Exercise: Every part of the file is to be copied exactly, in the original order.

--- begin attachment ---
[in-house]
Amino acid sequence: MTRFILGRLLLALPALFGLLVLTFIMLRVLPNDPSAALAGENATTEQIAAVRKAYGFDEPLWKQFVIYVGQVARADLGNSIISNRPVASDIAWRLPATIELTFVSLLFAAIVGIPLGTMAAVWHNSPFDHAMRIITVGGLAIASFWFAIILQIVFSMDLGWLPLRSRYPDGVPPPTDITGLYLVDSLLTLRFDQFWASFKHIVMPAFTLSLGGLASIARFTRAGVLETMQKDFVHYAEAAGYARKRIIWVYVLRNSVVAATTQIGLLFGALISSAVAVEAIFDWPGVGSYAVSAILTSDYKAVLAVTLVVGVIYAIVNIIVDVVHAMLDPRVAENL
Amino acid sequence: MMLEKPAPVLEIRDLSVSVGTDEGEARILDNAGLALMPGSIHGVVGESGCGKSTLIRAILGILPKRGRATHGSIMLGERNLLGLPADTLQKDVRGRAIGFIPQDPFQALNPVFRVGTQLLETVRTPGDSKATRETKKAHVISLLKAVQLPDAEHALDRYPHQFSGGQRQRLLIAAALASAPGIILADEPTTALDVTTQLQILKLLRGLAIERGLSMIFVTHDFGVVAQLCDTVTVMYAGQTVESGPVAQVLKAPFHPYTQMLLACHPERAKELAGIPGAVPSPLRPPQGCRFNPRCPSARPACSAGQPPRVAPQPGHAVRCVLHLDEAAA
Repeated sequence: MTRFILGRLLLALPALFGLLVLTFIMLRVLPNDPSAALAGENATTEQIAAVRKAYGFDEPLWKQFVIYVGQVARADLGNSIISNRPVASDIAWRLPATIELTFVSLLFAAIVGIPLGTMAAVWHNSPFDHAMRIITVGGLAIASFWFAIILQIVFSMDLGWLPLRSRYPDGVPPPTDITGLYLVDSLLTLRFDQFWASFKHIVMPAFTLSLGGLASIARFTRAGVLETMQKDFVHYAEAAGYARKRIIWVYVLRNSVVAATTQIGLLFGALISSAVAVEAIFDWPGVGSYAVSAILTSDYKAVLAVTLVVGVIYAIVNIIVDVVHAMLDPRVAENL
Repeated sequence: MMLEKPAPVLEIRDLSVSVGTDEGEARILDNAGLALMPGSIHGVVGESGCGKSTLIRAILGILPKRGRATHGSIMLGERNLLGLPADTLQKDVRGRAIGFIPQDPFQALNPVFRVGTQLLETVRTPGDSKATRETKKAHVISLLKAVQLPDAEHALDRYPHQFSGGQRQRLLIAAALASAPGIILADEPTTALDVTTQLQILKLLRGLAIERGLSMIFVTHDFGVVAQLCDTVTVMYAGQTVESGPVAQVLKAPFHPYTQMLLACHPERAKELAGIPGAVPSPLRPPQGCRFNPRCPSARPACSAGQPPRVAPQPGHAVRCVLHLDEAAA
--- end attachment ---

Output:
[in-house]
Amino acid sequence: MTRFILGRLLLALPALFGLLVLTFIMLRVLPNDPSAALAGENATTEQIAAVRKAYGFDEPLWKQFVIYVGQVARADLGNSIISNRPVASDIAWRLPATIELTFVSLLFAAIVGIPLGTMAAVWHNSPFDHAMRIITVGGLAIASFWFAIILQIVFSMDLGWLPLRSRYPDGVPPPTDITGLYLVDSLLTLRFDQFWASFKHIVMPAFTLSLGGLASIARFTRAGVLETMQKDFVHYAEAAGYARKRIIWVYVLRNSVVAATTQIGLLFGALISSAVAVEAIFDWPGVGSYAVSAILTSDYKAVLAVTLVVGVIYAIVNIIVDVVHAMLDPRVAENL
Amino acid sequence: MMLEKPAPVLEIRDLSVSVGTDEGEARILDNAGLALMPGSIHGVVGESGCGKSTLIRAILGILPKRGRATHGSIMLGERNLLGLPADTLQKDVRGRAIGFIPQDPFQALNPVFRVGTQLLETVRTPGDSKATRETKKAHVISLLKAVQLPDAEHALDRYPHQFSGGQRQRLLIAAALASAPGIILADEPTTALDVTTQLQILKLLRGLAIERGLSMIFVTHDFGVVAQLCDTVTVMYAGQTVESGPVAQVLKAPFHPYTQMLLACHPERAKELAGIPGAVPSPLRPPQGCRFNPRCPSARPACSAGQPPRVAPQPGHAVRCVLHLDEAAA
Repeated sequence: MTRFILGRLLLALPALFGLLVLTFIMLRVLPNDPSAALAGENATTEQIAAVRKAYGFDEPLWKQFVIYVGQVARADLGNSIISNRPVASDIAWRLPATIELTFVSLLFAAIVGIPLGTMAAVWHNSPFDHAMRIITVGGLAIASFWFAIILQIVFSMDLGWLPLRSRYPDGVPPPTDITGLYLVDSLLTLRFDQFWASFKHIVMPAFTLSLGGLASIARFTRAGVLETMQKDFVHYAEAAGYARKRIIWVYVLRNSVVAATTQIGLLFGALISSAVAVEAIFDWPGVGSYAVSAILTSDYKAVLAVTLVVGVIYAIVNIIVDVVHAMLDPRVAENL
Repeated sequence: MMLEKPAPVLEIRDLSVSVGTDEGEARILDNAGLALMPGSIHGVVGESGCGKSTLIRAILGILPKRGRATHGSIMLGERNLLGLPADTLQKDVRGRAIGFIPQDPFQALNPVFRVGTQLLETVRTPGDSKATRETKKAHVISLLKAVQLPDAEHALDRYPHQFSGGQRQRLLIAAALASAPGIILADEPTTALDVTTQLQILKLLRGLAIERGLSMIFVTHDFGVVAQLCDTVTVMYAGQTVESGPVAQVLKAPFHPYTQMLLACHPERAKELAGIPGAVPSPLRPPQGCRFNPRCPSARPACSAGQPPRVAPQPGHAVRCVLHLDEAAA